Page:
Today the House of Representatives will likely be voting on H.R. 3, the No Taxpayer Funding of Abortion Act, sponsored by Reps. Chris Smith (R., N.J.) and Dan Lipinski (D., Ill.). This bill would permanently prohibit the funding of abortion in any federal program. Specifically it would make pro-life riders like the Hyde Amendment permanent law. Furthermore, it would also permanently ban taxpayer-funded abortions in the District of Columbia. Even though the Hyde Amendment passes every year, it is always possible a partisan shift in Congress could jeopardize its passage. The enactment of H.R. 3 would make the funding restrictions included in the Hyde Amendment permanent.
The passage of H.R. 3 is an important priority for the right-to-life movement. There is a fairly broad consensus among social scientists and public-health scholars that public funding restrictions are the best legislative tool that pro-lifers have to stop abortion. The reason for this is that these restrictions are largely self-enforcing. Other types of pro-life laws — including waiting periods, parental-involvement laws, and informed-consent laws — effectively require abortion providers to police themselves. Indeed, a 2009 Guttmacher Institute literature review found that 20 of 24 peer-reviewed studies demonstrated that public-funding restrictions led to abortion rate declines.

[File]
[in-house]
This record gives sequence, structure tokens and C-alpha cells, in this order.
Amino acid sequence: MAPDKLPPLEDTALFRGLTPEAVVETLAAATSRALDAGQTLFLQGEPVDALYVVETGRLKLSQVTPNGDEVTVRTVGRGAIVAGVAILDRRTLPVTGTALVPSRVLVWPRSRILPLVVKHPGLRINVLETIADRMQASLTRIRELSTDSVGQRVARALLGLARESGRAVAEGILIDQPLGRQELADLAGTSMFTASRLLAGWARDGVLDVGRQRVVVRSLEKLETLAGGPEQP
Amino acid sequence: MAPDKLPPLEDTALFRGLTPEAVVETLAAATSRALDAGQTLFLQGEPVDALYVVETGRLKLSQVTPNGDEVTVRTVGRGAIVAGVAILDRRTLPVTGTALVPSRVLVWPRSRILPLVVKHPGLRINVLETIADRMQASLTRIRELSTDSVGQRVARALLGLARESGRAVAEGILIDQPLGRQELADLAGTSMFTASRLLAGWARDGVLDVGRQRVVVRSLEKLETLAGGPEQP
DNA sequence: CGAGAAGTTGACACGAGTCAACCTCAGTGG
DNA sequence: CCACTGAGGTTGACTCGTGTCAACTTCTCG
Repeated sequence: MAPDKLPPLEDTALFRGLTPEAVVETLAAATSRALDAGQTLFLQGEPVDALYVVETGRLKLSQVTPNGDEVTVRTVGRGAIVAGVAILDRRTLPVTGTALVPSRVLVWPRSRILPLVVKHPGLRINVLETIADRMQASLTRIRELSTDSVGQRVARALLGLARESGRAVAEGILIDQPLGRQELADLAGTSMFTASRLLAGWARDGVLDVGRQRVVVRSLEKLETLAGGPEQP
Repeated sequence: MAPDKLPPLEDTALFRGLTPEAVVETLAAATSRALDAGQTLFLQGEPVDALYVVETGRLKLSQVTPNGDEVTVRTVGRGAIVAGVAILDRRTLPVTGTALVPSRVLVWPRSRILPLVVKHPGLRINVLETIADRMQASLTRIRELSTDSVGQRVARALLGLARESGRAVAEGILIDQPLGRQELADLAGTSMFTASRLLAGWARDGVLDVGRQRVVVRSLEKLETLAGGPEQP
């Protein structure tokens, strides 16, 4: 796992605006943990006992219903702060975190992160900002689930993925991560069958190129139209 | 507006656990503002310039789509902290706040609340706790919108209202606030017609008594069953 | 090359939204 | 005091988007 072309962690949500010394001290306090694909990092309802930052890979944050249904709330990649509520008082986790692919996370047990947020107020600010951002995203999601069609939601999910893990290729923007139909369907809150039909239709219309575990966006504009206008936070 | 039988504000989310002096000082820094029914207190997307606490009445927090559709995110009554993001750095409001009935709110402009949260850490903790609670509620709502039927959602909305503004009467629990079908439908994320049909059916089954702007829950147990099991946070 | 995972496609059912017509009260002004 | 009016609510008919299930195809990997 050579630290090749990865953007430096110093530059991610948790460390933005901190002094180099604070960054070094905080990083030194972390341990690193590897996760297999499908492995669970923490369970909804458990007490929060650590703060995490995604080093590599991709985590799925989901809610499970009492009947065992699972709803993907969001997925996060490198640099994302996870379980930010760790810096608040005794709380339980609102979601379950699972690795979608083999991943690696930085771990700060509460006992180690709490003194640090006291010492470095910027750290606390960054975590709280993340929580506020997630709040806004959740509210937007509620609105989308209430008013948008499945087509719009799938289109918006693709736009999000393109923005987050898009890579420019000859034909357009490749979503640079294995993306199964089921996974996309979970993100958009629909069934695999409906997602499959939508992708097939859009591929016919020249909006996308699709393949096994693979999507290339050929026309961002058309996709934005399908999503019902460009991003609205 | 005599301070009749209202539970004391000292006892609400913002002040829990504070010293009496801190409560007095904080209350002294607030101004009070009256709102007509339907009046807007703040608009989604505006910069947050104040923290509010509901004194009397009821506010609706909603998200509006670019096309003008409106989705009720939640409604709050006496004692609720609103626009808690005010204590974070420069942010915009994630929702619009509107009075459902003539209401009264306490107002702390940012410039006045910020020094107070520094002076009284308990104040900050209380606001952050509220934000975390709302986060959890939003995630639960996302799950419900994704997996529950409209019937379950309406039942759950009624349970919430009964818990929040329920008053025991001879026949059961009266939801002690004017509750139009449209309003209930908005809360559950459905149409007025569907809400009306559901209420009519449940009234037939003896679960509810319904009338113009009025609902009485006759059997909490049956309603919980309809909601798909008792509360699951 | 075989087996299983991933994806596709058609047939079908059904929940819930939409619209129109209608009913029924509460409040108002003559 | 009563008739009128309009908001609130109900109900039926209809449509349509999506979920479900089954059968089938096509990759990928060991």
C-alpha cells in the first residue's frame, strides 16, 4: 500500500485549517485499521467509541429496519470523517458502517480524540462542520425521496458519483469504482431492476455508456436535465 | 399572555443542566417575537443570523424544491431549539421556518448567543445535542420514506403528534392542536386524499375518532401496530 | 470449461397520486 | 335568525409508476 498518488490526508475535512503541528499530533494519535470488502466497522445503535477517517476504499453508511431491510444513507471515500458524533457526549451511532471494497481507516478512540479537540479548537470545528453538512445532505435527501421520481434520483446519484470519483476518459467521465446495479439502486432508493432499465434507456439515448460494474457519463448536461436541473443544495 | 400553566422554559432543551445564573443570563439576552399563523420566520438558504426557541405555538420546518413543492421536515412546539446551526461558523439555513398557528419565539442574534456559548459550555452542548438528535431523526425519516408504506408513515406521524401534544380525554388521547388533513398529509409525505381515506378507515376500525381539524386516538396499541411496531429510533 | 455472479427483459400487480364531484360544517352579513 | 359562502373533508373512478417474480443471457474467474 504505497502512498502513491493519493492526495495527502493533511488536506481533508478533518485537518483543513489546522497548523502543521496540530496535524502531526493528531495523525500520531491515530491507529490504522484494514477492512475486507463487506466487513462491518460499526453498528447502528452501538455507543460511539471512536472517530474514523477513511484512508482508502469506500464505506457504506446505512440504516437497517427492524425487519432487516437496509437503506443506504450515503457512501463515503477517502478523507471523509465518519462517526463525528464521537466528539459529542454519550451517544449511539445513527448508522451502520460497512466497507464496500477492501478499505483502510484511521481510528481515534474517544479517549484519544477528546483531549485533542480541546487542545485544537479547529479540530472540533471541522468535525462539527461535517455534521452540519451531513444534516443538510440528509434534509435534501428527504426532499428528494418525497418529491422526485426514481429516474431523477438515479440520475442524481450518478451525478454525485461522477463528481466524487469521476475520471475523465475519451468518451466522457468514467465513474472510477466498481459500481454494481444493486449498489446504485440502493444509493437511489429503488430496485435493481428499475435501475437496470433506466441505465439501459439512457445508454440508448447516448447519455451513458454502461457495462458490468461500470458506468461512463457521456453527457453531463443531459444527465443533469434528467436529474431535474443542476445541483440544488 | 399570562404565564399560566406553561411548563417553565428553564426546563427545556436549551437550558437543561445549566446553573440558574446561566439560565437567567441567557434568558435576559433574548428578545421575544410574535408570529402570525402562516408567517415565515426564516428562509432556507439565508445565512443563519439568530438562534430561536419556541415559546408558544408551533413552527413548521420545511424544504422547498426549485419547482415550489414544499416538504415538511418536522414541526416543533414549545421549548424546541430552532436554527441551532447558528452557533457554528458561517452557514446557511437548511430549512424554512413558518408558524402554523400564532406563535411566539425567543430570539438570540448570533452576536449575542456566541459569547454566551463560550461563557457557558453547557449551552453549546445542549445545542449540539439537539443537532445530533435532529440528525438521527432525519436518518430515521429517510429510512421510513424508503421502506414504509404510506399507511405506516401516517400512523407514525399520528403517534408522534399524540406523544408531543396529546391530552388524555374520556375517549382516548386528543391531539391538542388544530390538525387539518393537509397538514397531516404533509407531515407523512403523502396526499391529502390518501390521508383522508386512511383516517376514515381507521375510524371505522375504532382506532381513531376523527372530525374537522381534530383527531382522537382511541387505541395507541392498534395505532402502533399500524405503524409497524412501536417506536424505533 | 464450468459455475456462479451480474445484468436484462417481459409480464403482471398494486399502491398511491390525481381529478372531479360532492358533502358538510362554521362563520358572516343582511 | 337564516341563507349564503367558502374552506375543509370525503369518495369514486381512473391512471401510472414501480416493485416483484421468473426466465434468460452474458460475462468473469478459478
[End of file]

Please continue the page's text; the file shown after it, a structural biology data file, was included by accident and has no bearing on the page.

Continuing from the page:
There is also a growing body of research which finds that reductions in the number of abortion providers also reduce the incidence of abortion. My recently published study in State Politics and Policy Quarterly finds statistically significant evidence of this. Between 1985 and 2005, the number of abortion providers in the United States declined by 33 percent. If public-funding reductions cause additional abortion clinics to close down, even more abortions will be prevented.
Regardless of the outcome of today’s vote, pro-lifers should take heart. In the aftermath of the 1994 election, Congress never even voted on defunding Planned Parenthood. This year, there was already a concerted effort to remove Planned Parenthood funding from the remainder of the FY 2011 budget. The ban on taxpayer-funded abortions in the District of Columbia was reinstated. Now Congress is voting on a bill that would effectively make the Hyde Amendment permanent. Indeed, the increased attention that this Congress is giving to sanctity-of-life issues is evidence of the increased popularity and influence of the pro-life movement.
— Michael J. New is an assistant professor of political science at the University of Alabama and a fellow at the Witherspoon Institute in Princeton, N.J.